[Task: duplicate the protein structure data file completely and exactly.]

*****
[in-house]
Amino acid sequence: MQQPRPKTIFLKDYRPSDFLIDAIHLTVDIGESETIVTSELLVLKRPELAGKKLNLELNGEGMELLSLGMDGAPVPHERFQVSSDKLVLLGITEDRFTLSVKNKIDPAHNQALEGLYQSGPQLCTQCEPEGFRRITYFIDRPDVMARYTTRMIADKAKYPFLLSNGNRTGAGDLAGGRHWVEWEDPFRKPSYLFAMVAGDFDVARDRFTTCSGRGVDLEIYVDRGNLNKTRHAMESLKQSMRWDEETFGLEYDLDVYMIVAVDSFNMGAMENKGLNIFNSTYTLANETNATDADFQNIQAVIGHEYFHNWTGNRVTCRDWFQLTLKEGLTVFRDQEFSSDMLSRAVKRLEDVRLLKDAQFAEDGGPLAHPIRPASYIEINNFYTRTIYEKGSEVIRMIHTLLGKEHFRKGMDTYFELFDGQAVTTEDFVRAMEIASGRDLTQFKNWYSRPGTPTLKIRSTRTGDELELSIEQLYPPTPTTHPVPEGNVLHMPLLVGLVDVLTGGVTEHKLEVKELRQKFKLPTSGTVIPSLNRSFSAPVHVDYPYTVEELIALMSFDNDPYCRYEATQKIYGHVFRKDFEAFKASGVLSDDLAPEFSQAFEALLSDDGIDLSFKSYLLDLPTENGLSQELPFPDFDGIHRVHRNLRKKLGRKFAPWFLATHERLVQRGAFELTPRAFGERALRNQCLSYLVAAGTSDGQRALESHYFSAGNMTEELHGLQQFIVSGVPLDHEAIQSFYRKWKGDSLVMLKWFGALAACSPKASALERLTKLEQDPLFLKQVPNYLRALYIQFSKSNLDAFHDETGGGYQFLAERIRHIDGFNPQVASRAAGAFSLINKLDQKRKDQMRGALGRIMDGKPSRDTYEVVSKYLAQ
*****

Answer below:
[in-house]
Amino acid sequence: MQQPRPKTIFLKDYRPSDFLIDAIHLTVDIGESETIVTSELLVLKRPELAGKKLNLELNGEGMELLSLGMDGAPVPHERFQVSSDKLVLLGITEDRFTLSVKNKIDPAHNQALEGLYQSGPQLCTQCEPEGFRRITYFIDRPDVMARYTTRMIADKAKYPFLLSNGNRTGAGDLAGGRHWVEWEDPFRKPSYLFAMVAGDFDVARDRFTTCSGRGVDLEIYVDRGNLNKTRHAMESLKQSMRWDEETFGLEYDLDVYMIVAVDSFNMGAMENKGLNIFNSTYTLANETNATDADFQNIQAVIGHEYFHNWTGNRVTCRDWFQLTLKEGLTVFRDQEFSSDMLSRAVKRLEDVRLLKDAQFAEDGGPLAHPIRPASYIEINNFYTRTIYEKGSEVIRMIHTLLGKEHFRKGMDTYFELFDGQAVTTEDFVRAMEIASGRDLTQFKNWYSRPGTPTLKIRSTRTGDELELSIEQLYPPTPTTHPVPEGNVLHMPLLVGLVDVLTGGVTEHKLEVKELRQKFKLPTSGTVIPSLNRSFSAPVHVDYPYTVEELIALMSFDNDPYCRYEATQKIYGHVFRKDFEAFKASGVLSDDLAPEFSQAFEALLSDDGIDLSFKSYLLDLPTENGLSQELPFPDFDGIHRVHRNLRKKLGRKFAPWFLATHERLVQRGAFELTPRAFGERALRNQCLSYLVAAGTSDGQRALESHYFSAGNMTEELHGLQQFIVSGVPLDHEAIQSFYRKWKGDSLVMLKWFGALAACSPKASALERLTKLEQDPLFLKQVPNYLRALYIQFSKSNLDAFHDETGGGYQFLAERIRHIDGFNPQVASRAAGAFSLINKLDQKRKDQMRGALGRIMDGKPSRDTYEVVSKYLAQ